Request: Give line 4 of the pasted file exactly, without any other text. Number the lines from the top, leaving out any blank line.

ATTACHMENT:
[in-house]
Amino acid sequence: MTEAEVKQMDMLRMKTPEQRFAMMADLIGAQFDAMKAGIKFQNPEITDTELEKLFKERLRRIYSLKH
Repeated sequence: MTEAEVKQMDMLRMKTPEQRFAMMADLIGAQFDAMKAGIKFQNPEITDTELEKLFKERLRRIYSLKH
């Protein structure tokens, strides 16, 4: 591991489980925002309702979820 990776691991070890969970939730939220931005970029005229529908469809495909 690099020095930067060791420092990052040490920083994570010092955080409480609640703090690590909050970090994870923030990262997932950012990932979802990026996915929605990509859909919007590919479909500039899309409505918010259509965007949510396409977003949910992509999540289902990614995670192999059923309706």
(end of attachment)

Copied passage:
């Protein structure tokens, strides 16, 4: 591991489980925002309702979820 990776691991070890969970939730939220931005970029005229529908469809495909 690099020095930067060791420092990052040490920083994570010092955080409480609640703090690590909050970090994870923030990262997932950012990932979802990026996915929605990509859909919007590919479909500039899309409505918010259509965007949510396409977003949910992509999540289902990614995670192999059923309706």